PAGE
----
Smashed Guitar Strikes Sour Chord In Music City
By Larry Woody | Senior Writer
Nashville – Images of Kyle Busch’s guitar-smashing antics following last Saturday’s victory at Nashville Superspeedway have gone ‘round the world, creating a sensation on YouTube and other internet outlets.
Meanwhile on Monday, Nashville Superspeedway vice president/general manager Cliff Hawks said, “It’s still hard for me to watch.”
Renowned racing artist Sam Bass, who spent countless hours hand-painting the $2,000 Gibson guitar that for nine years has been the track’s trademark trophy, had this to say Sunday night on Nashville’s WSM radio: “I wonder how Kyle would like it if I took a hammer and smashed his race car?”
Bass said he was “totally shocked and stunned” as he watched Busch repeatedly dash the guitar to the pavement in Victory Lane.
“I was so shocked that I just stood there,” said Bass of the incident that has the racing world buzzing. “I couldn’t believe my eyes. I was heart-broken.”
Hawks shared his disbelief.
“When Kyle drew back the guitar like he was going to slam it down, the thought flashed through my mind: ‘No, surely he’s not going to do it!’ And then he did it. I stood there in total disbelief. It was very upsetting.”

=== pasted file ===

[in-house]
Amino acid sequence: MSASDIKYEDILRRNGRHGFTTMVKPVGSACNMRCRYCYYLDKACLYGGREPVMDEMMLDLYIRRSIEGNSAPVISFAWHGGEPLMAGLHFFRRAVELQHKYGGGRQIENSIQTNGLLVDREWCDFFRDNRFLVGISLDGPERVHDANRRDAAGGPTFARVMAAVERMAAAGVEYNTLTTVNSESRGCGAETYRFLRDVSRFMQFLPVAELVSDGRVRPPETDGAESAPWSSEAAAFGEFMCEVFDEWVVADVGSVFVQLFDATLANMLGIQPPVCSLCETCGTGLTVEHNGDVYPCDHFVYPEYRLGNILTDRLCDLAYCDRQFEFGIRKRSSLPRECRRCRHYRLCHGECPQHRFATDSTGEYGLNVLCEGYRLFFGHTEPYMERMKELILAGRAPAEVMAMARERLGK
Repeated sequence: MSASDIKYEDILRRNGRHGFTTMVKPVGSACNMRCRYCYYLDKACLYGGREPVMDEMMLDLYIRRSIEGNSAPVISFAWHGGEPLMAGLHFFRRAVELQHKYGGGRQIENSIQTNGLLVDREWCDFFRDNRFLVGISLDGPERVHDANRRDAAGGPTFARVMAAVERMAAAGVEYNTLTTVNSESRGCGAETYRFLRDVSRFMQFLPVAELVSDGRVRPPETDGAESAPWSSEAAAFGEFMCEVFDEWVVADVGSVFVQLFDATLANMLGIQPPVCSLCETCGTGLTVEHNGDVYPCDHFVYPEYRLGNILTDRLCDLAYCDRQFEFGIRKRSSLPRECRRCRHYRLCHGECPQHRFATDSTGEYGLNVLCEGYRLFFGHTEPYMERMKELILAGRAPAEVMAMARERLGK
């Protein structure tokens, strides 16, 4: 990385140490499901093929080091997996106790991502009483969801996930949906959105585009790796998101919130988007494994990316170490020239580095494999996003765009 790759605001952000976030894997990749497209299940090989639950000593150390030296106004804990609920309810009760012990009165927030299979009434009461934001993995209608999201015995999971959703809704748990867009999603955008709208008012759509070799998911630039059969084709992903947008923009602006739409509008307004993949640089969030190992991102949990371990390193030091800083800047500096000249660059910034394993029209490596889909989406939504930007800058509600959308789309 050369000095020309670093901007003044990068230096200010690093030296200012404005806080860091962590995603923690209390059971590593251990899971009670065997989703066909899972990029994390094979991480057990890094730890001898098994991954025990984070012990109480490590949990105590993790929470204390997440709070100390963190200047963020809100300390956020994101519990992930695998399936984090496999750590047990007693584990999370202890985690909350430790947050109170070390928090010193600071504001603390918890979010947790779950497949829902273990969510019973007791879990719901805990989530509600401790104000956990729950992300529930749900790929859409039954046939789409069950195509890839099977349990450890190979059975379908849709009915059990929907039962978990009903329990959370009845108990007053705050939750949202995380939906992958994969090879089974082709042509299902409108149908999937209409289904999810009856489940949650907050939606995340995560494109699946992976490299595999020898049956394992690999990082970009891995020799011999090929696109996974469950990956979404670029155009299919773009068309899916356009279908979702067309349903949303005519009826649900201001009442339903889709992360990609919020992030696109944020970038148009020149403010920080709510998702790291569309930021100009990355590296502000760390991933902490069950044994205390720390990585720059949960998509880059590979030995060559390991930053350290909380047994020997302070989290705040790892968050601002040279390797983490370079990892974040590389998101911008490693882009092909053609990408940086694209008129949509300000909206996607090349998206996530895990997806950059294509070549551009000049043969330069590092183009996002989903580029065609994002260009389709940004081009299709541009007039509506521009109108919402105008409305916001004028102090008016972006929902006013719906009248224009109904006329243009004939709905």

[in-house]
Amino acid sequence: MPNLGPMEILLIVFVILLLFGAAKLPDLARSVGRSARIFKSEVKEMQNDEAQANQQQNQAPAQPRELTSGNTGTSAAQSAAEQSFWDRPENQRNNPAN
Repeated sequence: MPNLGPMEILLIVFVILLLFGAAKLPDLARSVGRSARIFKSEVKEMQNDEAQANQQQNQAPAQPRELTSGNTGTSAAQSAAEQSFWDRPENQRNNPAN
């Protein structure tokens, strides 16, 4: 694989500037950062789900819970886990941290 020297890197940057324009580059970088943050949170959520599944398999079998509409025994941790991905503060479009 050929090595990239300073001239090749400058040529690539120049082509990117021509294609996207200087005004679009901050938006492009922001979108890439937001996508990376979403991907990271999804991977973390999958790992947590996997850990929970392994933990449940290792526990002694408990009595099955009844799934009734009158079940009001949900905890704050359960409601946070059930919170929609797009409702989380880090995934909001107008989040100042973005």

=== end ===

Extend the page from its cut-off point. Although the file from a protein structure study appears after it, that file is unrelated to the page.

Busch admitted it was a contrived incident. He had told his crew beforehand that if he won the race he was going to smash the guitar “rock-star style,” and divide the pieces among the team members.
The Federated Auto Parts race sponsors were not amused.
“They were really put off and I don’t blame them,” Hawks said. “It’s a big deal for the sponsor to make the Victory Lane presentations. It left a bad feeling.”
Hawks said the ugly incident should not tarnish the track in any way.
“We had absolutely nothing to do with it – I was as shocked and disappointed as everybody else,” he said. “This is all on Kyle.”
Hawks said Busch has not apologized to him or the track for the incident.
Bass said he was given a lame apology and later posed for a photo with Busch and what was left of the shattered instrument. But while Bass smiled for the photo, he was seething inside.
“Let’s just say I wasn’t happy,” Bass said.
“Kyle told me he meant no disrespect,” Bass said, “and I guess I have to take him at his word. I guess he didn’t realize how bad it looked and how upset everybody would be.”
Busch said he would buy two guitars to replace the one he destroyed and even joked about how Bass would make more money by painting more guitars.
“I don’t think he gets it,” Bass said. “He destroyed something that can’t be replaced. He can buy a replica but he can’t replace the original.”
It was noted that if Busch won the Daytona 500 or any other big-league Sprint Cup race he wouldn’t dare dash the trophy to bits in a “rock star” celebration – yet he showed no qualms in destroying a trophy in the second-tier Nationwide Series.
So far NASCAR has not commented on the incident that has added to Busch’s bad-boy reputation.
Bass said the incident will have no adverse effect on his long-standing relationship with the Superspeedway and that he will continue to paint the track’s trophy guitars – named by Sports Illustrated as one of sport’s most unique trophies.
“It wasn’t anybody’s fault except Kyle’s,” Bass said. “He’s the only one who has anything to apologize for.”